About Mark Miles
more to come...
A practical approach to RC planes
A few weeks ago I crashed my tricopter destroying the HK KK2 board. At the time I was fed up with it and just hung it on the wall. Let it just sit there in a pool of it’s own shame. Busted. Broken. Alone. If you are a pilot you know what I am talking about.
But really I was just tired of the KK2 board just not living up to the expectations I had. Don’t get me wrong the KK2 board got my tricopter off the ground and I have over 50 flights on it. But something about it was just lacking. I always seemed to not be fully comfortable with it.
Then when I got my Blackout Mini H Quad and my perspective on flight controllers changed. I bought a CC3D and it flys great! From that point on I know the KK2 board was no longer my go-to board and I felt free to explore other options. So I left the current KK2 Tri together until the inevitable crash that always seemed to be a flight or two away occurred.
When it happened I started to look for another cheap flight controller to command my tri. I came across the Flip 1.5 from ReadyToFlyQuad.com. At $15 it is 1/2 the price of the KK2 and there is a ton of people on the web showing it working well. Even Alex from FlightTest.com uses it on his Mini H Quad.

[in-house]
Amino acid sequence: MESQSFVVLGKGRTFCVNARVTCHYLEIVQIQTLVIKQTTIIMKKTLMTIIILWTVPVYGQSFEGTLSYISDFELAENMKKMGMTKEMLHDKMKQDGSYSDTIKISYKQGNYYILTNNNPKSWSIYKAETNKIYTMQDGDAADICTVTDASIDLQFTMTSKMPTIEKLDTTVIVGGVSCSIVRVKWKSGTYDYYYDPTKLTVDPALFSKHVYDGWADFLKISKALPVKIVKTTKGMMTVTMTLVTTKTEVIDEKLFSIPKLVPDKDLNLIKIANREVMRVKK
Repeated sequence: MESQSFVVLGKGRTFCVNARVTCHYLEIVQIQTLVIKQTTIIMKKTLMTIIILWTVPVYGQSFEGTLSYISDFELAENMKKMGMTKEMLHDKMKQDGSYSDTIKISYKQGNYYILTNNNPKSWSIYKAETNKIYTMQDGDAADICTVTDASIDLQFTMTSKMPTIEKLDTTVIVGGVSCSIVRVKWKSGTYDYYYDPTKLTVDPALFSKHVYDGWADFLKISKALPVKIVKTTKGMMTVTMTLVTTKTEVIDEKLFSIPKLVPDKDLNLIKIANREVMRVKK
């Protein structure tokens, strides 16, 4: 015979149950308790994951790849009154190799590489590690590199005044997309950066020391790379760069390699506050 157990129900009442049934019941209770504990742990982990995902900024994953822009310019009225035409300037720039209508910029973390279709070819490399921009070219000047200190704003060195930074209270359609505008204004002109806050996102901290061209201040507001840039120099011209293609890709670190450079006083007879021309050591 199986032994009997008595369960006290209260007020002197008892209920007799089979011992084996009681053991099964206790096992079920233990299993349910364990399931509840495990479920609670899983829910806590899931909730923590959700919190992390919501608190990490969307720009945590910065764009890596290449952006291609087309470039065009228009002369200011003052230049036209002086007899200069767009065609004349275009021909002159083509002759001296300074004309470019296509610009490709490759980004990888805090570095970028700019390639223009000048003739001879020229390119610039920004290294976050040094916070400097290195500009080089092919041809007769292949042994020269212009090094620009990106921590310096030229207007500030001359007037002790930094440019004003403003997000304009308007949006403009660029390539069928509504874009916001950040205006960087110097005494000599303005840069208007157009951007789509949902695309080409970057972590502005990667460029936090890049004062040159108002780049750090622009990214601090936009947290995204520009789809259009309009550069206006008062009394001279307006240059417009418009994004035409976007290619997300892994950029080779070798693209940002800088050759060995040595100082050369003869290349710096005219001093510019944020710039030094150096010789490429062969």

Yesterday, after finally feeling like the tri had enough shame inflicted, I set out to configure the tri with the new flip board. But first I thought I would share how to solder on the angel pins to a PCB board. This is an often overlooked art. If not done correctly can damage or destroy your new fancy flight control board.
The first step is simple enough. Cut the angle pin cluster to length and test fit.
The next step is to remove the pins and to apply flux to the pin leads and board contact pads. Flux acts both at a cleaner and as a bond enhancer for the solder. I use a simple flux pen like this one from SparkFun.Com. If you solder and don’t use flux, start to. It make a big difference.
Step three is to reinsert the pins and solder one corner pin and stop. This will allow you to move the remaining pins to the exact 90 degree positioning without much trouble but also without fear it will move before you solder the rest.
Then finish up by soldering the rest of the pins. Be sure to use a good soldering iron with plenty of heat. You want to heat the contact points quickly before the heat transfers to the rest of the components and kills them. Keep a drop of solder on the iron to help transfer the heat and work down full rows before moving to the next to help distribute the heat.
And there you have it. Soldering is a simple thing to learn and with little practice easy to master.
With a ready Flip 1.5 I’m ready to move on to part two of the build. Programming and mounting but that will come in a later post.
Let me know if you have any questions in the comment section below.